I found out from our home study worker that our certification date as a foster/adoptive family is actually September 7, 2007. This is four months to the day from our orientation session–our first contact with Baltimore City Department of Social Services (BCDSS). Our worker reiterated how fast this certification has been and thanked us for doing so much work ahead of time. She said that information regarding the next steps in the process would be mailed to us along with our certificate. A continuing home worker would be assigned who would facilitate the placement of a foster child in our home. She said that we could expect a call from the continuing home worker sometime next week.

All of the data and documentation regarding our certification is included in the Children’s Electronic Social Services Information Exchange (CHESSIE). Through this system social workers of individual children in foster care in Baltimore City can access information regarding our status as a foster/adoptive resource family and can contact our worker regarding the placement of a child. Additionally, we are certified not only for the City of Baltimore but for every county in the State of Maryland. Information regarding our certification has been entered into the Maryland Adoption Resource Exchange (MARE) database. Through that database a social worker in any county in Maryland can access information regarding our certification and talk to our worker about a child needing foster care.

Last week we attended “While You Wait” a training/discussion group specifically for people who have completed certification with BCDSS and are awaiting placement. Many of the people who were at the meeting both those with recent placements and those still waiting, had been certified for three years–some even longer. It was pretty disheartening to hear how long these families had been waiting, how some had changed their criteria choosing to adopt older children because they were not getting a placement for an infant. It appears that most if not all of the families in this group were only open to placement of children whose permanency plans ruled out the possibility of reunification with the biological parents. Since they were only willing to accept children with permanent adoption as the court approved course of action, it could explain the long waiting periods. In addition we did not know the specific criteria that each family had indicated in their placement. Did they have age or gender restrictions? Were they willing to accept certain medical, emotional, behavioral or developmental issues? In taking a placement of a child still in the foster care system, how much risk were they willing to assume that the child could be returned to the biological family? It seems that the families in the room were looking for children who were free and clear for adoption.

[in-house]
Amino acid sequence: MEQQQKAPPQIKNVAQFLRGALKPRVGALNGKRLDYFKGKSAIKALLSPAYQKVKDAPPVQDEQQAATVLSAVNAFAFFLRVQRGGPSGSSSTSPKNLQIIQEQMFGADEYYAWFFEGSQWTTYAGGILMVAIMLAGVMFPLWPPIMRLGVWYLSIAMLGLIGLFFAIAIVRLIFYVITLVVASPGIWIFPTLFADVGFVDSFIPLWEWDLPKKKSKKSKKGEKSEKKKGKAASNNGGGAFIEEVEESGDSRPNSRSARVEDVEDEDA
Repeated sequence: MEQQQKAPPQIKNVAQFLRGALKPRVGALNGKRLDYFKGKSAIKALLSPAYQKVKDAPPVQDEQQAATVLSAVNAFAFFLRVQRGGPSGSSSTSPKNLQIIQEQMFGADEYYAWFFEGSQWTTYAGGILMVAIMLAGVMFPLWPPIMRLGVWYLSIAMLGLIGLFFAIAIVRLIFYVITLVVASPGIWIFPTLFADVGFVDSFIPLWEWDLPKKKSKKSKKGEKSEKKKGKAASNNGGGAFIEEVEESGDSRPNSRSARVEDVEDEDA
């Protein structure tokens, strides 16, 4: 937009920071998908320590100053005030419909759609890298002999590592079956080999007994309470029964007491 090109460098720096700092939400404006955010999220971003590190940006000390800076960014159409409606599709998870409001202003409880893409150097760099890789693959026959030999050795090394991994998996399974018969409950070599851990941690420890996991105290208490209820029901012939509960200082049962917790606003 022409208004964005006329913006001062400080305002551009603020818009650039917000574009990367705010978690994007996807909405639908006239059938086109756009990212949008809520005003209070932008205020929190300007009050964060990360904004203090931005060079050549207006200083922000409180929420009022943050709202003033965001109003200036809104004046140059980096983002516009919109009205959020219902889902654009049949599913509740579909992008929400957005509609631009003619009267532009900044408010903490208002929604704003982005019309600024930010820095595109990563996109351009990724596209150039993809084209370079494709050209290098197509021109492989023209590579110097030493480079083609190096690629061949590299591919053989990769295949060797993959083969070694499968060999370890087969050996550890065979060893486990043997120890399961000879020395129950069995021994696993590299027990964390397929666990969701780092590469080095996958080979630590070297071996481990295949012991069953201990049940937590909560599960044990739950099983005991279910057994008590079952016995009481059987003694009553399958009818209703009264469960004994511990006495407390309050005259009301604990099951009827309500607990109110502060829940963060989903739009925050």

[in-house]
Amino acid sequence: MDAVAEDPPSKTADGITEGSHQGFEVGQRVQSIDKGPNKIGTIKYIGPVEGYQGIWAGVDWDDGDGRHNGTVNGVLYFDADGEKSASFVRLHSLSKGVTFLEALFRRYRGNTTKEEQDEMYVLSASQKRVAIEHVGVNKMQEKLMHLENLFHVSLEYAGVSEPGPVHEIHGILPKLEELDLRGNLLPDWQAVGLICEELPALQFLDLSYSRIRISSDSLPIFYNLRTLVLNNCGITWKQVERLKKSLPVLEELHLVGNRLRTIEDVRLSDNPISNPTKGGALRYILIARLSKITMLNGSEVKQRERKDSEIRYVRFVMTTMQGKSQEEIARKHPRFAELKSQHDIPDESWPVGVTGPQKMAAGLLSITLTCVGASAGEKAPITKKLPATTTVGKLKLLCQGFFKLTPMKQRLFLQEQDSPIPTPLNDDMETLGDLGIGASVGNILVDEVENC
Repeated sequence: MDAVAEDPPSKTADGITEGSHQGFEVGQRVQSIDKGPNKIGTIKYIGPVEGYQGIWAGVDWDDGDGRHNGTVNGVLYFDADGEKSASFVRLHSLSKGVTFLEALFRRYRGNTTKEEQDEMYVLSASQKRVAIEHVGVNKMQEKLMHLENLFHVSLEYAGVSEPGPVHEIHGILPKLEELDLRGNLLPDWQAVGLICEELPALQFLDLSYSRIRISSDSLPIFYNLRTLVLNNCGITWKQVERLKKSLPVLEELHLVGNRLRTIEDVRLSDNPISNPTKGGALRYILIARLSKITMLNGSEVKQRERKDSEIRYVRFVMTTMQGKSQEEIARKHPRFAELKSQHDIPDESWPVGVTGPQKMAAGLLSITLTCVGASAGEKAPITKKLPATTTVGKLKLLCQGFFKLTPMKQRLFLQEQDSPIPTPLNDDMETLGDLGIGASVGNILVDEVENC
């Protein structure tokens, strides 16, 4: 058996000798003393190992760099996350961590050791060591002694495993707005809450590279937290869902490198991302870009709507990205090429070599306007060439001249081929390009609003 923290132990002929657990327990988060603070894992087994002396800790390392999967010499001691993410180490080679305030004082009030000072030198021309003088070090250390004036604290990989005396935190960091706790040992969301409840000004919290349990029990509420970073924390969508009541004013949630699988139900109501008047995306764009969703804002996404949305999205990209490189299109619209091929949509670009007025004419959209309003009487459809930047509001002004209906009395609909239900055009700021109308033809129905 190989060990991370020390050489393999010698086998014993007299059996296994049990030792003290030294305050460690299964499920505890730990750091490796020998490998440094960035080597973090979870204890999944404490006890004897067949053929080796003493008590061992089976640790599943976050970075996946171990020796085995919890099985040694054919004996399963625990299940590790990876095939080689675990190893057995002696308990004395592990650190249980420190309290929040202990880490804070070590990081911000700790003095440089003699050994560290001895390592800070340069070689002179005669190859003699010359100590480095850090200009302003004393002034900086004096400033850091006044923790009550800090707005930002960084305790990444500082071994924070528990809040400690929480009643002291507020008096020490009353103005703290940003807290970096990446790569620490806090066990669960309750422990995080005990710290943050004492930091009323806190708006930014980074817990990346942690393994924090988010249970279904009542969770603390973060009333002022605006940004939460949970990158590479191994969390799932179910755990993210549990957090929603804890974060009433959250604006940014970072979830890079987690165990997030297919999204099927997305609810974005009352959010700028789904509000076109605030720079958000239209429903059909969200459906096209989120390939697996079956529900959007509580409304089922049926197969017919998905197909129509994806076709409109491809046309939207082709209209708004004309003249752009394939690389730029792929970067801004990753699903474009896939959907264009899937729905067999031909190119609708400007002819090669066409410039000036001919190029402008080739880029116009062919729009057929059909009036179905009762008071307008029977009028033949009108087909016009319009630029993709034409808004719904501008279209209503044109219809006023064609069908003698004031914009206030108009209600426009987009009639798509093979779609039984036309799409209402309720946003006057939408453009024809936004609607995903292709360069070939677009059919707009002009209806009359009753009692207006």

After the meeting we introduced ourselves to the facilitator of the group who is also one of the key workers within BCDSS in the adoption placement office. She indicated that our home study worker had spoken very highly of us and seemed genuinely happy to meet us. Besides her role as a facilitator for the group, this woman manages the space available foster/adoptive resource list; manages the MARE database information; and works to connect social workers who represent individual children with prospective adoptive families. She seemed very positive about our prospects for placement and said that the long waiting period for families in the group was not representative of all placements. There have been situations where families have been certified and gotten a placement the next day.

We left with mixed feelings, unsure if we should feel optimistic as indicated by the group facilitator or concerned by the stories shared by people in that room. There are more administrative steps that have to take place at BCDSS and our continuing home worker has to be assigned. We expect that as the process moves forward we will have a better idea how quickly things might progress.